When one of Derek Shapton’s clients called him saying he had seen an article about a robotic panoramic head called the GigaPan and he wanted to use the idea as a basis for a new website, Shapton thought it was a cool idea. What the Toronto photographer didn’t know at the time was that the cool concept would quickly turn into a nightmarish “GigaPain”.
The GigaPan is an automated camera mount that the manufacturer says makes it “easy” to capture epic panoramic landscapes. It generates extremely high resolution gigapixel images that allow viewers to zoom deeper and deeper into a landscape and explore the terrain in minute detail. Shapton’s client was a Toronto based design studio called Castor, who are well known for their lighting and furniture designs. So when they started planning, the concept was to use the GigaPan as it was intended and create some epic landscapes of Toronto, with Castor products stationed in various neighbourhoods throughout the city. Cool, right?
However, what sounded great on paper, quickly evolved into a logistical nightmare. Between choreographing the various sites, obtaining permits on the number of streets involved, and planning for weather and traffic delays, they soon realized it simply wasn’t going to work. The other problem was that the final image would look pretty much like every another Gigapan photo, and that’s not what Shapton or Castor wanted. They wanted to create something new and original.
So they went back to the drawing board and began to realize there is truth in the old axiom “less is more”. Instead of shooting epic landscapes of the largest city in Canada, they would simply shoot some shelves! “The idea was that we would style them with various pertinent — and impertinent — props, and visitors would be able to zoom in and explore the image,” says Shapton. “As a bonus, there seemed to be no precedent for using a Gigapan in a studio-based manner like this, which we found rather appealing.” Unfortunately, he soon discovered there were some very good reasons why no one had ever tried something like this before.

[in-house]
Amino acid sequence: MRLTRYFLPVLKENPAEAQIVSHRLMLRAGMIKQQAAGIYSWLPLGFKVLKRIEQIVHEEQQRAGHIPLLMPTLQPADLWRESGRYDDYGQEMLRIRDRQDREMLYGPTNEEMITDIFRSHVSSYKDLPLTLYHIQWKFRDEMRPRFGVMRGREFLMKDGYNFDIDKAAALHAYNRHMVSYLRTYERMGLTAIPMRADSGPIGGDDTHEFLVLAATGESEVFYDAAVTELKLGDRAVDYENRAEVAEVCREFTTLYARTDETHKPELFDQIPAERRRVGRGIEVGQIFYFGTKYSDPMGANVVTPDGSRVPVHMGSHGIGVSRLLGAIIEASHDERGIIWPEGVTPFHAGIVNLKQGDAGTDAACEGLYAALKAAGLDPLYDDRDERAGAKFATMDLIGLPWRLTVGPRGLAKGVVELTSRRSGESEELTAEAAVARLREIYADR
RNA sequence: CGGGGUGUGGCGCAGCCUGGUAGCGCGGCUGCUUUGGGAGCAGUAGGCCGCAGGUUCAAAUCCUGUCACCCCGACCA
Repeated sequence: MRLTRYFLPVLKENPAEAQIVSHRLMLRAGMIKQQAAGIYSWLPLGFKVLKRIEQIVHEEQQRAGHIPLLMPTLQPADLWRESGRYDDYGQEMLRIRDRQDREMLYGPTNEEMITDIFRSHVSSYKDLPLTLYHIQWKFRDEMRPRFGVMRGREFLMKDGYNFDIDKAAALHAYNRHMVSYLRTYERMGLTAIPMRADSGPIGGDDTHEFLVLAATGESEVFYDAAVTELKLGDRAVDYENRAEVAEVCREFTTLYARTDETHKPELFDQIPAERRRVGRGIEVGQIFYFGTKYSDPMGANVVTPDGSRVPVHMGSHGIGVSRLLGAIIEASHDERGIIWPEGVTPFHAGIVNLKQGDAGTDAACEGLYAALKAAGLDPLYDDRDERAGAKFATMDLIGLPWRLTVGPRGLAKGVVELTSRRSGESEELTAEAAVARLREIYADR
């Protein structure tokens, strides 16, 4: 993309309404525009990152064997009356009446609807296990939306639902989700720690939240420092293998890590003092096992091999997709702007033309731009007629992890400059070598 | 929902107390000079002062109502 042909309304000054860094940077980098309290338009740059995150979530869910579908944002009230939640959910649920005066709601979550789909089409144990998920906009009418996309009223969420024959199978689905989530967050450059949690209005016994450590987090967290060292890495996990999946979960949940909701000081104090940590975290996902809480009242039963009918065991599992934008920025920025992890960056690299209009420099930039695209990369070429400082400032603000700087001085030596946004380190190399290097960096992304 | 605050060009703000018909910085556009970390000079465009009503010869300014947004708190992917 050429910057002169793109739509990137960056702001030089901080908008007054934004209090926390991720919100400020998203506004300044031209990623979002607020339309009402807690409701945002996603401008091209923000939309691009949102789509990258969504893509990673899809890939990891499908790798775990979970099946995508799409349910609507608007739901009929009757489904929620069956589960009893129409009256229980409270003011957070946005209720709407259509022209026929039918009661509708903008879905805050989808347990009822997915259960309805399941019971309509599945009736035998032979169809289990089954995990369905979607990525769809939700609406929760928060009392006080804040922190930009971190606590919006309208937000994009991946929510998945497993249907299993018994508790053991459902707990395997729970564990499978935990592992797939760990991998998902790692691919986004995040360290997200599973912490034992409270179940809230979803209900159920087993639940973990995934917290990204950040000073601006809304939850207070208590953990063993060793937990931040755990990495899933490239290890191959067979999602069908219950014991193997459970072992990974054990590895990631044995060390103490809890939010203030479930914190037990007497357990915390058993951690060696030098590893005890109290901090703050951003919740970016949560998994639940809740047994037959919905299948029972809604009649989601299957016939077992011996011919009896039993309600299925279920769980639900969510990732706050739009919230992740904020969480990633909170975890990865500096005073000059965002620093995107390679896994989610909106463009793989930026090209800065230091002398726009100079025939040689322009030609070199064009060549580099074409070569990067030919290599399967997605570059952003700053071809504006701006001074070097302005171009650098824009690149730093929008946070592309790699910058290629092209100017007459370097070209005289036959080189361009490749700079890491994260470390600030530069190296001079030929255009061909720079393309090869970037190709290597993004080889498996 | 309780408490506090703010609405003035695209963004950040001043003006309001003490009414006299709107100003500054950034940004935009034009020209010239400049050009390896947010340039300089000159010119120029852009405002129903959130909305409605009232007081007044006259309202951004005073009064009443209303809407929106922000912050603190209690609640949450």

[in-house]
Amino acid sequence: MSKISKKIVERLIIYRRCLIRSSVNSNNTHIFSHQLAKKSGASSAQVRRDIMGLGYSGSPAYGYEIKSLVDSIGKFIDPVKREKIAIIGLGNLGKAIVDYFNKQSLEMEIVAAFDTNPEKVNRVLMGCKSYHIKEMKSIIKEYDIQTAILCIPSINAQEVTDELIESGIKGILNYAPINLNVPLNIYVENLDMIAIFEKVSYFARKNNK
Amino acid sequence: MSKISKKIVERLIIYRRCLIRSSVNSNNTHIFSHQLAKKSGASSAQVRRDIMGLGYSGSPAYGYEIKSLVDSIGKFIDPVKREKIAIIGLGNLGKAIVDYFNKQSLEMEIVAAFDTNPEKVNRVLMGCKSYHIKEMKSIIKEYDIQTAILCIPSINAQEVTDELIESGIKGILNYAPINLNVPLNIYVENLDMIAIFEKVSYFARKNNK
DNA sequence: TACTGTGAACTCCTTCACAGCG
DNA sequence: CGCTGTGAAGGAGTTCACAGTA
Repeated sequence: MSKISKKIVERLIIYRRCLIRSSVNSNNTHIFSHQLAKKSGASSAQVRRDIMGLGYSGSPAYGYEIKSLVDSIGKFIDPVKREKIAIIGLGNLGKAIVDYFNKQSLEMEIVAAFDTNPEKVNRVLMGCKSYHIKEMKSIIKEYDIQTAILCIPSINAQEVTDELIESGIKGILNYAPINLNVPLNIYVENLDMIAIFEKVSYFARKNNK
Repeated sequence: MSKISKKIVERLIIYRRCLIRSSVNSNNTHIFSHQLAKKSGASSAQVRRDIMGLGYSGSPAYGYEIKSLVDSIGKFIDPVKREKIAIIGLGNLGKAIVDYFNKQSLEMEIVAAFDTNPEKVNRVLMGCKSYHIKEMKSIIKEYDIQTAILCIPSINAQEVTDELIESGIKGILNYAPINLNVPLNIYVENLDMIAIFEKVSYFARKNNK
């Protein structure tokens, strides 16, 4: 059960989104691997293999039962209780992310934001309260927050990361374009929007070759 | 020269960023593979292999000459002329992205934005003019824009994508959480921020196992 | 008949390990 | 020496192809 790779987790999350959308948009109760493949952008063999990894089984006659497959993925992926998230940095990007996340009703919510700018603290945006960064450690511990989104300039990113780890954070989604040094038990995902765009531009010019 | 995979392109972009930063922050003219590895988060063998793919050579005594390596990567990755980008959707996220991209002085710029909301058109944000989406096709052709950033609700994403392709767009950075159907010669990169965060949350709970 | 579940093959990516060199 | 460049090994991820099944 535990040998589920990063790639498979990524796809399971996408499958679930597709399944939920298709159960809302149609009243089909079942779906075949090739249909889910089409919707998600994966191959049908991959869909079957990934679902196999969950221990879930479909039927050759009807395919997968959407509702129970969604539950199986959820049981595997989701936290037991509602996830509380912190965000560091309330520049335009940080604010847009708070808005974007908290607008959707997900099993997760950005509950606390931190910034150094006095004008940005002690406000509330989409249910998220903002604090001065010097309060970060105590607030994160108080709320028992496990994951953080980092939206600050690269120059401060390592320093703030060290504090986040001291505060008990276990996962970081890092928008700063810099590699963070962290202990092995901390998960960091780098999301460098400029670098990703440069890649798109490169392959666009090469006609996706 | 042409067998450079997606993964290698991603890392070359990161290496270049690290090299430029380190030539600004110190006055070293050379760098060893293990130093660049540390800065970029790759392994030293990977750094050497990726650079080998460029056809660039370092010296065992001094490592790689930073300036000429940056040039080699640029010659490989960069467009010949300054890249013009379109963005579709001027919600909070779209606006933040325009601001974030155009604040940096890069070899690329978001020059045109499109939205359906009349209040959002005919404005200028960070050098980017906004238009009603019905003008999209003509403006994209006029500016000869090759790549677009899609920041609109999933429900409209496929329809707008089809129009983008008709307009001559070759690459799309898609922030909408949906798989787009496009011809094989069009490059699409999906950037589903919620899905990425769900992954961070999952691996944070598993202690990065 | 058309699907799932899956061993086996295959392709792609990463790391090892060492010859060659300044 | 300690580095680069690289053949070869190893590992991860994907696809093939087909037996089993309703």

The main problem on the shooting side was the Gigapan itself. First of all, they couldn’t find any in Canada. They did eventually find one and had it shipped it up here, but then they had to figure out how to use it. “Usually when I work with a new piece of gear I consult with assistants or photographers who’ve used it before,” says Shapton. “But nobody I talked to had ever even seen one.” The other main problem was that the Gigapan is simply not designed for shooting anything close-up, and it quickly turned into a huge pain in the ass. At 75000 by 60000 pixels (4500 megapixels / 4.5 gigapixels) the final image is, as best as Shapton can tell, the largest photo of shelves ever taken. The gargantuan file generated was an utter horror to work with. It took fifteen minutes or more to merely open, and then the various perspective, parallax, and stitching errors introduced by the short camera-to-subject distance had to be corrected individually. Even the tiniest edits took up to 20 minutes to render, with more elaborate adjustments taking even longer. As various photoshop layers were added, the file ballooned in size and they had to resort to working on it in sections… and that was just the retouching.
Producing the image was complicated enough, but when it finally came time to incorporate the finished photo into Castor’s website the nightmare continued. The design team at Taxi2, the interactive division of the Taxi ad agency, had signed on to develop the site, and by all accounts it was a titanic development project. Shapton shot the image in July of 2011 and the site has just launched now. So a lot of man-hours were burned up behind the scenes.
The results are really pretty amazing, so please take some time to explore the page on Castor’s site. There are all sorts of Easter eggs hidden and scattered throughout, as well as old cameras and other photo related content to discover. I was checking it out last night and the detail when you zoom in is absolutely incredible. It’s really a lot of fun to just scroll around and explore the epic “landscape” Shapton and his team created on a simple set of shelves.